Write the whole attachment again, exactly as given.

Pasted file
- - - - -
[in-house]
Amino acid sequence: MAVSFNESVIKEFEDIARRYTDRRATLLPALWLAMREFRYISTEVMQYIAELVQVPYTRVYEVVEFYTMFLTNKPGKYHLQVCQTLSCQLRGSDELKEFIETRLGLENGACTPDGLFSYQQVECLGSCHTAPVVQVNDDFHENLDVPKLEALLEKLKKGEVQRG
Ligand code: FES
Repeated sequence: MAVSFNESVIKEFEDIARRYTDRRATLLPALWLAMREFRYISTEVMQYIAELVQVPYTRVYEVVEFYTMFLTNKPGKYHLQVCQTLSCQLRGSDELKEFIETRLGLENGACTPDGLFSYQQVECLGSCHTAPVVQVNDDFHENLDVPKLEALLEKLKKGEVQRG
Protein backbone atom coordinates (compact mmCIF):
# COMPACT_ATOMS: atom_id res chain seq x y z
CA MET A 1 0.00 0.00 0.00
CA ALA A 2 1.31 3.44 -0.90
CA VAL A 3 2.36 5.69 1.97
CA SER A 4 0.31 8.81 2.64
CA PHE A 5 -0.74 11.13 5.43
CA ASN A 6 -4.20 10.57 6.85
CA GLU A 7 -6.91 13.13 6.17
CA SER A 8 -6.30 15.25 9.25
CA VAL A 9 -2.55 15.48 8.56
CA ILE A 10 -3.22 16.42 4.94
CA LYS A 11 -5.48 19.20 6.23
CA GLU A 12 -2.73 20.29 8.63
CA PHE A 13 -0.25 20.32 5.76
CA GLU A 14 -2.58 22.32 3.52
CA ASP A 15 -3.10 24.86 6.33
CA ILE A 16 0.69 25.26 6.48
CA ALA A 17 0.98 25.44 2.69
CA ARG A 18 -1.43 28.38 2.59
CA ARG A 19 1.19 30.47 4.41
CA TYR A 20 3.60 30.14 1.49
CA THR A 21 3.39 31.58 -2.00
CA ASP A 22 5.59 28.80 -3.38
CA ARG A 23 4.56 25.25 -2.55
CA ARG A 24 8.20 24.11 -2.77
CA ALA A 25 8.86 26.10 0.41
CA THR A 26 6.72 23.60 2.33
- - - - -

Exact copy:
[in-house]
Amino acid sequence: MAVSFNESVIKEFEDIARRYTDRRATLLPALWLAMREFRYISTEVMQYIAELVQVPYTRVYEVVEFYTMFLTNKPGKYHLQVCQTLSCQLRGSDELKEFIETRLGLENGACTPDGLFSYQQVECLGSCHTAPVVQVNDDFHENLDVPKLEALLEKLKKGEVQRG
Ligand code: FES
Repeated sequence: MAVSFNESVIKEFEDIARRYTDRRATLLPALWLAMREFRYISTEVMQYIAELVQVPYTRVYEVVEFYTMFLTNKPGKYHLQVCQTLSCQLRGSDELKEFIETRLGLENGACTPDGLFSYQQVECLGSCHTAPVVQVNDDFHENLDVPKLEALLEKLKKGEVQRG
Protein backbone atom coordinates (compact mmCIF):
# COMPACT_ATOMS: atom_id res chain seq x y z
CA MET A 1 0.00 0.00 0.00
CA ALA A 2 1.31 3.44 -0.90
CA VAL A 3 2.36 5.69 1.97
CA SER A 4 0.31 8.81 2.64
CA PHE A 5 -0.74 11.13 5.43
CA ASN A 6 -4.20 10.57 6.85
CA GLU A 7 -6.91 13.13 6.17
CA SER A 8 -6.30 15.25 9.25
CA VAL A 9 -2.55 15.48 8.56
CA ILE A 10 -3.22 16.42 4.94
CA LYS A 11 -5.48 19.20 6.23
CA GLU A 12 -2.73 20.29 8.63
CA PHE A 13 -0.25 20.32 5.76
CA GLU A 14 -2.58 22.32 3.52
CA ASP A 15 -3.10 24.86 6.33
CA ILE A 16 0.69 25.26 6.48
CA ALA A 17 0.98 25.44 2.69
CA ARG A 18 -1.43 28.38 2.59
CA ARG A 19 1.19 30.47 4.41
CA TYR A 20 3.60 30.14 1.49
CA THR A 21 3.39 31.58 -2.00
CA ASP A 22 5.59 28.80 -3.38
CA ARG A 23 4.56 25.25 -2.55
CA ARG A 24 8.20 24.11 -2.77
CA ALA A 25 8.86 26.10 0.41
CA THR A 26 6.72 23.60 2.33